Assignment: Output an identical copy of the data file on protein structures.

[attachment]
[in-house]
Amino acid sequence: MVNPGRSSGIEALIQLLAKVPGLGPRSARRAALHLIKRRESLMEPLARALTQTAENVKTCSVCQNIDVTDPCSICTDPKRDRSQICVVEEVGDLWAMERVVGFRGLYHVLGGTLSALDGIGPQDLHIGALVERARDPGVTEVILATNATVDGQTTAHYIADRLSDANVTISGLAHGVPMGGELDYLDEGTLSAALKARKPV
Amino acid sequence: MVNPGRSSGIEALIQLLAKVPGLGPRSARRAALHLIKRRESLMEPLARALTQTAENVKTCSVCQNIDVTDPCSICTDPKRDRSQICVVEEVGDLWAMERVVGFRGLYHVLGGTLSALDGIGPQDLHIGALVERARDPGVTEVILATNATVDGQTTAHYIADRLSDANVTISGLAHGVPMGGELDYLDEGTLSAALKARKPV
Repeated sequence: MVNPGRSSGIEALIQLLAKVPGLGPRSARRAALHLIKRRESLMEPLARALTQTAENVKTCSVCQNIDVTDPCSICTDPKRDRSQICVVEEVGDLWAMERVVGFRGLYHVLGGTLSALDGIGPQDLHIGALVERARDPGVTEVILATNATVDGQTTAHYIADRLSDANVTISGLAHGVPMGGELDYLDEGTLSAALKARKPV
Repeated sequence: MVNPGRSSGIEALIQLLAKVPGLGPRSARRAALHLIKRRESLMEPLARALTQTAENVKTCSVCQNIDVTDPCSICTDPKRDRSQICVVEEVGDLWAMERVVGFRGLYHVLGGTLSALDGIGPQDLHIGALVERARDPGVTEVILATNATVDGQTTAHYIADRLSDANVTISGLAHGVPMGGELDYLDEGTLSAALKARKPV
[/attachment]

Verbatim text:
[in-house]
Amino acid sequence: MVNPGRSSGIEALIQLLAKVPGLGPRSARRAALHLIKRRESLMEPLARALTQTAENVKTCSVCQNIDVTDPCSICTDPKRDRSQICVVEEVGDLWAMERVVGFRGLYHVLGGTLSALDGIGPQDLHIGALVERARDPGVTEVILATNATVDGQTTAHYIADRLSDANVTISGLAHGVPMGGELDYLDEGTLSAALKARKPV
Amino acid sequence: MVNPGRSSGIEALIQLLAKVPGLGPRSARRAALHLIKRRESLMEPLARALTQTAENVKTCSVCQNIDVTDPCSICTDPKRDRSQICVVEEVGDLWAMERVVGFRGLYHVLGGTLSALDGIGPQDLHIGALVERARDPGVTEVILATNATVDGQTTAHYIADRLSDANVTISGLAHGVPMGGELDYLDEGTLSAALKARKPV
Repeated sequence: MVNPGRSSGIEALIQLLAKVPGLGPRSARRAALHLIKRRESLMEPLARALTQTAENVKTCSVCQNIDVTDPCSICTDPKRDRSQICVVEEVGDLWAMERVVGFRGLYHVLGGTLSALDGIGPQDLHIGALVERARDPGVTEVILATNATVDGQTTAHYIADRLSDANVTISGLAHGVPMGGELDYLDEGTLSAALKARKPV
Repeated sequence: MVNPGRSSGIEALIQLLAKVPGLGPRSARRAALHLIKRRESLMEPLARALTQTAENVKTCSVCQNIDVTDPCSICTDPKRDRSQICVVEEVGDLWAMERVVGFRGLYHVLGGTLSALDGIGPQDLHIGALVERARDPGVTEVILATNATVDGQTTAHYIADRLSDANVTISGLAHGVPMGGELDYLDEGTLSAALKARKPV